The art of chemical illustration: from alchemy to chemistry in picture and story

The art of chemical illustration: from alchemy to chemistry in picture and story 

Arthur Greenberg

Hoboken, NJ, US: Wiley-Interscience | 2007 | 637pp | ?38.95 (HB) | ISBN 0471751545 

Reviewed by William Brock

Older chemists will recall the pleasure of dipping into two books by the Somerset organic chemist, John Read (1884-1963): Humour and humanism in chemistry  (1947) and The alchemist in life, literature and art  (1957).  

Read showed that chemistry was fun and that alchemical genre paintings, symbols and emblems had great visual power and appeal. Arthur Greenberg, another organic chemist and bibliophile at the College of Engineering and Physical Sciences of the University of New Hampshire, US, did something similar in his lively volumes A chemical history tour  (2001) and The art of chemistry  (2003). These two lavishly-illustrated volumes whet readers’ appetites with a gallery of attractive and intriguing pictures drawn not just from alchemy and early chemistry, but from title pages, diagrams, cigarette and baseball cards, works of art and, even, the clairvoyant chemistry of Victorian theosophists. Greenberg and his publisher have now merged the contents of these two volumes into the large and splendidly-produced art of chemical illustration.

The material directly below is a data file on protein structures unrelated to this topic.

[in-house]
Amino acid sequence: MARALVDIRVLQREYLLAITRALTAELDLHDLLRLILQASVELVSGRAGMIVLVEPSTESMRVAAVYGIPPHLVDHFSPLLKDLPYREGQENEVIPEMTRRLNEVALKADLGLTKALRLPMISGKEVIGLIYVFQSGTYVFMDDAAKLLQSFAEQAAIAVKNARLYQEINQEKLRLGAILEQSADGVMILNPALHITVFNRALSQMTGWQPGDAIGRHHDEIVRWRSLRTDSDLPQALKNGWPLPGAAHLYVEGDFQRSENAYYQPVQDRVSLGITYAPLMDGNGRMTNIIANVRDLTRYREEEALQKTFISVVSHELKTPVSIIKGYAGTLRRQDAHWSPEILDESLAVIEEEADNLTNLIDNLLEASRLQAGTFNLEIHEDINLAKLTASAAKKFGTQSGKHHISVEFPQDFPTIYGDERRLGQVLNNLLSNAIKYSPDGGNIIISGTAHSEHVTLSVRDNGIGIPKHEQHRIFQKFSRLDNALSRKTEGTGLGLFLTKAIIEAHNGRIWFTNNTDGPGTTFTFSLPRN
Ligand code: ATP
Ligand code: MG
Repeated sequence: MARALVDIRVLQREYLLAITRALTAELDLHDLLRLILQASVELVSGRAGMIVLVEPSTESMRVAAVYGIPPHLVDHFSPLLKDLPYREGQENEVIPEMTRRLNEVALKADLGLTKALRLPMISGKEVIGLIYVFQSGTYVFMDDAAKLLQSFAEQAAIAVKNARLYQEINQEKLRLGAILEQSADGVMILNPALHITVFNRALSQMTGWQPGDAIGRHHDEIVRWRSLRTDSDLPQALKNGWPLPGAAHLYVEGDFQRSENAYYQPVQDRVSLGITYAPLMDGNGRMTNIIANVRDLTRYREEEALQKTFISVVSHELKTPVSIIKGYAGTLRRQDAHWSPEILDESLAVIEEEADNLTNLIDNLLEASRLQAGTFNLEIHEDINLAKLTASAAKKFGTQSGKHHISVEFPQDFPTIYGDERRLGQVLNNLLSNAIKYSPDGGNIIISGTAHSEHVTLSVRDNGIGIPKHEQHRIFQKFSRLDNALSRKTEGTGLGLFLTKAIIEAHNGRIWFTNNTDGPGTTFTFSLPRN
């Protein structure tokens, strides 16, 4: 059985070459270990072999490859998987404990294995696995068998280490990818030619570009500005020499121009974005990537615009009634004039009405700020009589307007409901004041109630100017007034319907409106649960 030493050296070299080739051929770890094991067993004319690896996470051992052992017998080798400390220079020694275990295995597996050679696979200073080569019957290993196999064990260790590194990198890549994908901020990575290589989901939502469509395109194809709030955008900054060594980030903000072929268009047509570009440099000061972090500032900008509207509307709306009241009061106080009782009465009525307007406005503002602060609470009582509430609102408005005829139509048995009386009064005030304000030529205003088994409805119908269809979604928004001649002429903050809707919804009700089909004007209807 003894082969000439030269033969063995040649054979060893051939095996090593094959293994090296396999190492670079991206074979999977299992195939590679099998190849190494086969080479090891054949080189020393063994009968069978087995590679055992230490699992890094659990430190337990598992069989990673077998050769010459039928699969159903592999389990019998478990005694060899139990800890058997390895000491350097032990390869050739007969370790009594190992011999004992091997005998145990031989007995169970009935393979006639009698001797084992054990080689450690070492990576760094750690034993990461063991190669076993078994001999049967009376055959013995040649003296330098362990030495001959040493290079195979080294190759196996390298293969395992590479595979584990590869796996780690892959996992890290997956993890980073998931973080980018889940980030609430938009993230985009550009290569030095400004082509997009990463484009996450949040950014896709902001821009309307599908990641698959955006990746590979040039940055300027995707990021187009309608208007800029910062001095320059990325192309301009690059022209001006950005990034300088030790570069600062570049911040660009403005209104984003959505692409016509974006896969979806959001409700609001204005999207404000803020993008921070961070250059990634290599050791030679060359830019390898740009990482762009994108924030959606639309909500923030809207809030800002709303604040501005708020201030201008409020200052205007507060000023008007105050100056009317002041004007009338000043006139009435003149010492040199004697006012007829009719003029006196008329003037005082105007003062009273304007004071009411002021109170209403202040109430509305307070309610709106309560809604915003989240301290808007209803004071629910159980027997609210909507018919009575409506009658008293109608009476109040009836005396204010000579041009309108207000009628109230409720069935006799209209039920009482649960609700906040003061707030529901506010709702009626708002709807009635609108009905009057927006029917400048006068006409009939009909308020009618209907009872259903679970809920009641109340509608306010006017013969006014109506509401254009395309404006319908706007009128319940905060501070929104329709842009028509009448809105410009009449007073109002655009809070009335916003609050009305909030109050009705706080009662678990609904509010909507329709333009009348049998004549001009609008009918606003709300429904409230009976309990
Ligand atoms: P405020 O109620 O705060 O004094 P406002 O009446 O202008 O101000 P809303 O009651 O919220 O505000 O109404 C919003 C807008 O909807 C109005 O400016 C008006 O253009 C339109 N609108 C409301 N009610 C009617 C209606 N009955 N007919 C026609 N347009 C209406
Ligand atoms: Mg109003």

While not a scholarly historian of chemistry, Greenberg is a master of popularisation and a wise and practised educator. His lively choice of over 350 illustrations is embedded in about 200 short, witty (and often quirky) essays that offer the reader information, amusement and memorable stories. His illustrations and texts range through early practical chemistry and metallurgy, spiritual and allegorical alchemy and chymistry, early medical chemistry, the chemical revolution, colonial chemistry and nineteenth-century specialisation. He rounds the book off by dipping into more recent chemistry and the various attempts to teach and popularise chemistry in the past. Idiosyncratic, self-indulgent, and even corny, Greenberg, like Read, believes chemistry should be fun. His book can be strongly recommended for school and university libraries, as well as to aspiring and practising chemists generally. It will put a smile on the face on the way to the lab.